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When an HOA comes after you in court they can be a powerful enemy, especially when they’re getting help from a judge who doesn’t deserve to be on the bench.
Nestled in the piney woods of southeast Harris County is a tiny neighborhood, only nineteen homes.
“It was secluded, it was quiet, it was peaceful,” described Terri Fletcher.
Terri and Sonny fletcher say they fell in love with Seclusion Estates. They moved in six years ago.
And very soon they were told to come meet the developer and his wife.
“They asked where we go to church. I said, we don’t go to church, we’re Jewish. It ended the meeting really quick. And it seemed like from then, things kind of just it was always little nit picking everything we did,” recalls Terri.
Shortly after that meeting, the Fletchers say they began having trouble with their neighborhood homeowner’s association, run of course by the developer’s family and their friends.
“Well, we’ve nicknamed them the originals because it’s the developer it’s their daughter it’s this other group of original long-standing folk,” states Sonny Fletcher.
The developer’s wife is the treasurer of the HOA.
“They said that we were racist because they were Jews. We did not have any idea that they were jews. And certainly, they are blessed if they are,” stated Johnny Sargent.
But things really went downhill when this went up, a seven-foot-tall fence around the entire perimeter of the Fletcher’s property. That wood fence, the only one in the neighborhood, wasn’t built for privacy. The fletchers say it was built for security safety from their neighbors who they suspected were waging a campaign to try to scare them out of seclusion estates.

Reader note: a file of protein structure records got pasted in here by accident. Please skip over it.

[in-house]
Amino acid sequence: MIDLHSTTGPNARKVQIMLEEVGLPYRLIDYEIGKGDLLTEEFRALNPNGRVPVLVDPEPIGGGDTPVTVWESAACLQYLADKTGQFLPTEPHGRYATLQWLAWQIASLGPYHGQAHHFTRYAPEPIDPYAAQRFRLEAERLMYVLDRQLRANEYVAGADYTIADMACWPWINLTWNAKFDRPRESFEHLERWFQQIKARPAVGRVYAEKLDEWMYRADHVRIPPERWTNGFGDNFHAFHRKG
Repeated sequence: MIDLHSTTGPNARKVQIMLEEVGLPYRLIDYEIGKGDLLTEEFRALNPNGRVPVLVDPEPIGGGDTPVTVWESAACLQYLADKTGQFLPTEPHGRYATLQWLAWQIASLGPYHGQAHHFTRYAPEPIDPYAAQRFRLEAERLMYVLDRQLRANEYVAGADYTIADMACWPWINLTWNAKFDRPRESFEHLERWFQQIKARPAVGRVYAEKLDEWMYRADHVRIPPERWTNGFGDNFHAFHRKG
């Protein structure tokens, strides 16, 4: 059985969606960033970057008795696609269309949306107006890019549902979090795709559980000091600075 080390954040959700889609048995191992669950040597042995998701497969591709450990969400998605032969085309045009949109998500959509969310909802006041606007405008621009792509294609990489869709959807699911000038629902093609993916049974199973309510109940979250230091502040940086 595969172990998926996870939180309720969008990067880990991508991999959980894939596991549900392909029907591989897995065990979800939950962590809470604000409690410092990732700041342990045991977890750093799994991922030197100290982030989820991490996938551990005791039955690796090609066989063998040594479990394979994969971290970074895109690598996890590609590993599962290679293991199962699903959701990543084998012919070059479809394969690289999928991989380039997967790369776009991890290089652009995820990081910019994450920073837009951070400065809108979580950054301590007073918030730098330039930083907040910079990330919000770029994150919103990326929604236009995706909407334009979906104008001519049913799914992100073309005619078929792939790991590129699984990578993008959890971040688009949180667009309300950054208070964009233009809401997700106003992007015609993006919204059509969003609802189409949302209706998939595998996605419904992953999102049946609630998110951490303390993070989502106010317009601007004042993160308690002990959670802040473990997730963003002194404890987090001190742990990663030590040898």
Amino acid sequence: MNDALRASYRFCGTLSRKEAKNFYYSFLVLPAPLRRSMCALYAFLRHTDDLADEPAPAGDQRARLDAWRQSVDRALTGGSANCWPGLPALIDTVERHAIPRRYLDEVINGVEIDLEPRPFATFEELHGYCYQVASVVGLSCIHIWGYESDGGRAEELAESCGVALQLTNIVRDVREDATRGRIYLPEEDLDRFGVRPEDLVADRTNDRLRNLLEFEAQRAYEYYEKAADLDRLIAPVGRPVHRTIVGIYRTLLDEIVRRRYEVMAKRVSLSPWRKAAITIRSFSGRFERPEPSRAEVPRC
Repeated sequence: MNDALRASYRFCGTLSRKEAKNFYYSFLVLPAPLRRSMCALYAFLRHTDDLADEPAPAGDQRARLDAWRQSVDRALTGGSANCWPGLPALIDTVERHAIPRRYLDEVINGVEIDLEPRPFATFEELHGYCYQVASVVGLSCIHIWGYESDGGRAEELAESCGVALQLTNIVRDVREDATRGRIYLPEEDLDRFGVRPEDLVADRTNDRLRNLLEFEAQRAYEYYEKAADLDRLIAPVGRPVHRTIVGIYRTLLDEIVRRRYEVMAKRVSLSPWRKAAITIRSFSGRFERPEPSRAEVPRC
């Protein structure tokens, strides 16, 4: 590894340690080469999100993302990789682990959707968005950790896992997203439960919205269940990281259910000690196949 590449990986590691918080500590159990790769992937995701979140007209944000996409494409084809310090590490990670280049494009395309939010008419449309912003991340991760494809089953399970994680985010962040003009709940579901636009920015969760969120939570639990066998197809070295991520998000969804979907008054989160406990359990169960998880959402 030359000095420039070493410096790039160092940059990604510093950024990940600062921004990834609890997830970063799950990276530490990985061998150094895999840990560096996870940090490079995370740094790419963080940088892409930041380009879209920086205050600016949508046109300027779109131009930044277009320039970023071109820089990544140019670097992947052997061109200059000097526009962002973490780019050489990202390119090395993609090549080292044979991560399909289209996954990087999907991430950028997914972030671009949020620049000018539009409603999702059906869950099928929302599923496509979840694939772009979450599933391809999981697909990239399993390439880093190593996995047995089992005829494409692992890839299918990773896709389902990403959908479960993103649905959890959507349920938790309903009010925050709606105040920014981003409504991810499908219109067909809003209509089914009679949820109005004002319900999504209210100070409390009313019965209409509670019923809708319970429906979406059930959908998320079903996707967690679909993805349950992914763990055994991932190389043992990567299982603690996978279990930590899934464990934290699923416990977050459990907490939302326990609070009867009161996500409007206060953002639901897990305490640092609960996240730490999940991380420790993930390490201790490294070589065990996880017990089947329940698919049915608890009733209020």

“We had landscaping, getting poisoned with roundup and we had people coming on our property without our permission and destroying our landscaping. And we just at this point, we just wanted some peace,” expressed Sonny Fletcher.
The neighborhood filed a lawsuit to force the fletchers to take the fence down. Seclusion estates has spent more than 50,000 suing them.
The fletchers have fought back and say they have paid the price.
Harassment, they say from neighbors ramped up, neighbors driving back and forth past their house.
“We’ve even had it to where they will sit outside an opening in the fence and watch my kids through the kitchen,” recalled Terri Fletcher.
Law enforcement has been called more than once but pressed no charges.
By now the fletchers say they no longer feel safe in their own home.
“It’s constant fear. We just never know what malicious thing they’re going to do next. And it’s not about deed restriction,” expressed Terri Fletcher.
“Terrified. I don’t feel safe at home. I can’t. I never know what’s going to happen. I. Excuse me. I may get really emotional,” said Sonny Fletcher.
Emotional because Sonny thinks one of the originals filed an anonymous complaint with his employer, Galena Park ISD.
Falsely accusing him of getting kickbacks in the construction of the fence at their home.
“That’s my job for the district being the architect. So, there’s just nothing more terrifying than thinking people are making things up,” expressed Sonny Fletcher.
While the Seclusion Estates drama was playing out in court the legislature in 2021 voted to make it illegal for an HOA to stop any homeowner from putting up a fence.
But left the HOA with the right to decide the type of fence.
“It was it was like a miracle. I thought, this is all over now,” said Terri Fletcher.